-In series with the resistance R1 is a normally closed switch S1 comprising a bi-metallic element 18 carrying a contact 19 which connects with a contact 21 connected to resistor R1. The thermostatic switch is adjusted to open contacts 19 and 21 at a temperature approaching the normal operating temperature for operating the lamp of from 600 C. to 700 C. After the main arc is struck and the la'm'p warms up sufficiently to maintain the arc, the switch also closes a contact 22 on the bi metallic element 19 and an opposed contact on terminal wire 8 and connects the auxiliary electrode to its adjacent primary elect-rode, thus preventing the development of a potential difference between the two adjacent electrodes. The bi metallic switch S1 eliminates power loss in the resistor R1 once the arc discharge is established and prevents electrolysis of the auxiliary electrode 17.
I have found that, if the resistor R1 is selected with a value much smaller than the prior minimum of 20,000 ohms, a very significant reduction in the voltage necessary to start the main are between the primary electrodes is achieved. For example, in 1000 watt mercury-iodine lamps a reduction in starting voltage in the order of 15 percent at 20 F. is obtained. The selection of a resistance of such a low value is particularly useful in high pressure lamps of 750 watts and greater, and the value may range between 100 and 5000 ohms and still afford a substantial reduction of the required starting voltage with consequent reliability in starting particularly at low temperatures.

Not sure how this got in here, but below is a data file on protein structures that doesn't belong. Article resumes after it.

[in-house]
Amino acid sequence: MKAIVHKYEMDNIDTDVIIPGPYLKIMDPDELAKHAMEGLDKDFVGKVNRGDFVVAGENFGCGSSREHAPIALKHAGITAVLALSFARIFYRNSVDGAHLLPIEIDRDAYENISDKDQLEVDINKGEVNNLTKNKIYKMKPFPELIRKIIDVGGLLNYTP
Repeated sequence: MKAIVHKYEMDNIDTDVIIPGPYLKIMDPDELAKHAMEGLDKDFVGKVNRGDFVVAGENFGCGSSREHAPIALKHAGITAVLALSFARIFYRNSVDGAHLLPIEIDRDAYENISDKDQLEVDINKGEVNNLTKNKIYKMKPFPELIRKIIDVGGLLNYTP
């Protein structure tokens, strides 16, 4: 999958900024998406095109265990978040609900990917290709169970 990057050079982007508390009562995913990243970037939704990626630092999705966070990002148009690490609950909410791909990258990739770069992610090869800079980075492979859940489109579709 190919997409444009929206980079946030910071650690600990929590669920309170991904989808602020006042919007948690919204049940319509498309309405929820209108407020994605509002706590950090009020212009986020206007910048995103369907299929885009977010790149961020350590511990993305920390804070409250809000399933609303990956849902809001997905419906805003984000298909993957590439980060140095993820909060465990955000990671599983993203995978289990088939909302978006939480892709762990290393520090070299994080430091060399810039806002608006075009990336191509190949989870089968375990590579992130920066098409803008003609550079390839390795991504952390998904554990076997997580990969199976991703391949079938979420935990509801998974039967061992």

The resistance R1 should not be so low as to drop the voltage applied by the ballast across the lamp, and its low limit is approximately twice the operating impedance of the lamp. Also the resistance R1 should not be nearly so high as previously supposed, and for all high pressure lamps is far below the 20,000 to 100,000 range of prior lamps. More specifically the upper limit or resistance R1 is aproximately one hundred times the operating impedance of the lamp which is reflected in the ballast by a comparable impedance. In a 750 watt lamp having approximately 50 ohms impedance at 260 volts, a resistance between 100 ohms and 5000 ohms will produce the improved starting at low temperatures described'above.
While one desirable embodiment of the invention has herein been disclosed by way of example, it is to be understood that the invention is broadly inclusive of any and all modifications falling within the terms of the appended claims.
1. An alternating current electric discharge device comprising an envelope containing a gas fill and vaporizable, positively ionizable material, primary electrodes at each end of said envelope for supporting an are discharge therebetween, lead in wires extending through the envelope to respective primary electrodes, an auxiliary electrode adjacent and insulated from one of said primary electrodes for providing ions to start said are discharge, connection means between the other of said primary electrodes and said auxiliary electrodes, said connection means including electric impedance means and normally closed thermostatic switch means in series with said impedance and responsive to heat from said arc discharge to open said connection, said impedance having a value between approximately twice and one hundred times the operating impedance of the device.